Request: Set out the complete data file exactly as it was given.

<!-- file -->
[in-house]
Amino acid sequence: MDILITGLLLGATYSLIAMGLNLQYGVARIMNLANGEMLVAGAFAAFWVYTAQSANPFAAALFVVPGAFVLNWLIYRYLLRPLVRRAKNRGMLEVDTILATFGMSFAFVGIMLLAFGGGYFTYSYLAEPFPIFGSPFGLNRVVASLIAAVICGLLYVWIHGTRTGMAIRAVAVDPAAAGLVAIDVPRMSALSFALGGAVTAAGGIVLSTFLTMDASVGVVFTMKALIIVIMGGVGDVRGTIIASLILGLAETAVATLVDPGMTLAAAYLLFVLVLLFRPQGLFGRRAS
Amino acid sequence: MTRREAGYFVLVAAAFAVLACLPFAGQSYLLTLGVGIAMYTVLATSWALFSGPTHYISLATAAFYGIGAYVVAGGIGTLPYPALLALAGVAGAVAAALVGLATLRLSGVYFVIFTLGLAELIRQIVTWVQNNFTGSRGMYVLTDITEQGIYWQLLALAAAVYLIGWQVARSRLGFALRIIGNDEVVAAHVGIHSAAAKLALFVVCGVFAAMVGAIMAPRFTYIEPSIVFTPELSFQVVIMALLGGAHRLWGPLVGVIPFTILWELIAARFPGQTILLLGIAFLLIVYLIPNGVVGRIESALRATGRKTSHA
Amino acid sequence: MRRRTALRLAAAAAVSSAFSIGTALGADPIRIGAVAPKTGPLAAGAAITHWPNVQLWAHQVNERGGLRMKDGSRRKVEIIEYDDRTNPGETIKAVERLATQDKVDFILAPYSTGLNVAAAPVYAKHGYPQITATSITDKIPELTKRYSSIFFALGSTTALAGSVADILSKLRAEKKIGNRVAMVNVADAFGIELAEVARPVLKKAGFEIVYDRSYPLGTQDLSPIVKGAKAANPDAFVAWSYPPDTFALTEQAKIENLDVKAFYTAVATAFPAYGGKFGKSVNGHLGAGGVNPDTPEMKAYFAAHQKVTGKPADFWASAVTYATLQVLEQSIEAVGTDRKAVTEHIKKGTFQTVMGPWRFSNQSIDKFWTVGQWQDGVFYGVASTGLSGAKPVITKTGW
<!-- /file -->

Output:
[in-house]
Amino acid sequence: MDILITGLLLGATYSLIAMGLNLQYGVARIMNLANGEMLVAGAFAAFWVYTAQSANPFAAALFVVPGAFVLNWLIYRYLLRPLVRRAKNRGMLEVDTILATFGMSFAFVGIMLLAFGGGYFTYSYLAEPFPIFGSPFGLNRVVASLIAAVICGLLYVWIHGTRTGMAIRAVAVDPAAAGLVAIDVPRMSALSFALGGAVTAAGGIVLSTFLTMDASVGVVFTMKALIIVIMGGVGDVRGTIIASLILGLAETAVATLVDPGMTLAAAYLLFVLVLLFRPQGLFGRRAS
Amino acid sequence: MTRREAGYFVLVAAAFAVLACLPFAGQSYLLTLGVGIAMYTVLATSWALFSGPTHYISLATAAFYGIGAYVVAGGIGTLPYPALLALAGVAGAVAAALVGLATLRLSGVYFVIFTLGLAELIRQIVTWVQNNFTGSRGMYVLTDITEQGIYWQLLALAAAVYLIGWQVARSRLGFALRIIGNDEVVAAHVGIHSAAAKLALFVVCGVFAAMVGAIMAPRFTYIEPSIVFTPELSFQVVIMALLGGAHRLWGPLVGVIPFTILWELIAARFPGQTILLLGIAFLLIVYLIPNGVVGRIESALRATGRKTSHA
Amino acid sequence: MRRRTALRLAAAAAVSSAFSIGTALGADPIRIGAVAPKTGPLAAGAAITHWPNVQLWAHQVNERGGLRMKDGSRRKVEIIEYDDRTNPGETIKAVERLATQDKVDFILAPYSTGLNVAAAPVYAKHGYPQITATSITDKIPELTKRYSSIFFALGSTTALAGSVADILSKLRAEKKIGNRVAMVNVADAFGIELAEVARPVLKKAGFEIVYDRSYPLGTQDLSPIVKGAKAANPDAFVAWSYPPDTFALTEQAKIENLDVKAFYTAVATAFPAYGGKFGKSVNGHLGAGGVNPDTPEMKAYFAAHQKVTGKPADFWASAVTYATLQVLEQSIEAVGTDRKAVTEHIKKGTFQTVMGPWRFSNQSIDKFWTVGQWQDGVFYGVASTGLSGAKPVITKTGW